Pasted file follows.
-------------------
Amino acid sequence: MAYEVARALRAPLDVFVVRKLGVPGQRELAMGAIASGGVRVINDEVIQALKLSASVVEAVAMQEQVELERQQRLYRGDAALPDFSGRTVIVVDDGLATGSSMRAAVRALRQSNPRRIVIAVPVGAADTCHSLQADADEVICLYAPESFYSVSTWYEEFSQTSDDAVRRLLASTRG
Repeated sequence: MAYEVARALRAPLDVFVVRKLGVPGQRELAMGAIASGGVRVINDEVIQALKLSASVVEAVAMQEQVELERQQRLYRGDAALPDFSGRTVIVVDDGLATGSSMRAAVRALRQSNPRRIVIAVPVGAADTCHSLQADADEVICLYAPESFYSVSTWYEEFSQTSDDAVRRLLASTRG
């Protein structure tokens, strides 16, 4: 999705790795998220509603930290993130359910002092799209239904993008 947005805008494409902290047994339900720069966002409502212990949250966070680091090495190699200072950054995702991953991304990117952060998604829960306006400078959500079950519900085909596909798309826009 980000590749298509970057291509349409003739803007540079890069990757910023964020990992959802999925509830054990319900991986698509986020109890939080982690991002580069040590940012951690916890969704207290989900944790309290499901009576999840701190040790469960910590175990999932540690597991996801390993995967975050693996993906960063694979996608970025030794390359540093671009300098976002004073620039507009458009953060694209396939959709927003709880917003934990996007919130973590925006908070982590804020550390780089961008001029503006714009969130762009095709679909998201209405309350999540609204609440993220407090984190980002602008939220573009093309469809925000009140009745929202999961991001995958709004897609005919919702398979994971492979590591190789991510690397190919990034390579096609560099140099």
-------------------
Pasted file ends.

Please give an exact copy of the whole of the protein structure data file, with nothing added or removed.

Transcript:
Amino acid sequence: MAYEVARALRAPLDVFVVRKLGVPGQRELAMGAIASGGVRVINDEVIQALKLSASVVEAVAMQEQVELERQQRLYRGDAALPDFSGRTVIVVDDGLATGSSMRAAVRALRQSNPRRIVIAVPVGAADTCHSLQADADEVICLYAPESFYSVSTWYEEFSQTSDDAVRRLLASTRG
Repeated sequence: MAYEVARALRAPLDVFVVRKLGVPGQRELAMGAIASGGVRVINDEVIQALKLSASVVEAVAMQEQVELERQQRLYRGDAALPDFSGRTVIVVDDGLATGSSMRAAVRALRQSNPRRIVIAVPVGAADTCHSLQADADEVICLYAPESFYSVSTWYEEFSQTSDDAVRRLLASTRG
């Protein structure tokens, strides 16, 4: 999705790795998220509603930290993130359910002092799209239904993008 947005805008494409902290047994339900720069966002409502212990949250966070680091090495190699200072950054995702991953991304990117952060998604829960306006400078959500079950519900085909596909798309826009 980000590749298509970057291509349409003739803007540079890069990757910023964020990992959802999925509830054990319900991986698509986020109890939080982690991002580069040590940012951690916890969704207290989900944790309290499901009576999840701190040790469960910590175990999932540690597991996801390993995967975050693996993906960063694979996608970025030794390359540093671009300098976002004073620039507009458009953060694209396939959709927003709880917003934990996007919130973590925006908070982590804020550390780089961008001029503006714009969130762009095709679909998201209405309350999540609204609440993220407090984190980002602008939220573009093309469809925000009140009745929202999961991001995958709004897609005919919702398979994971492979590591190789991510690397190919990034390579096609560099140099």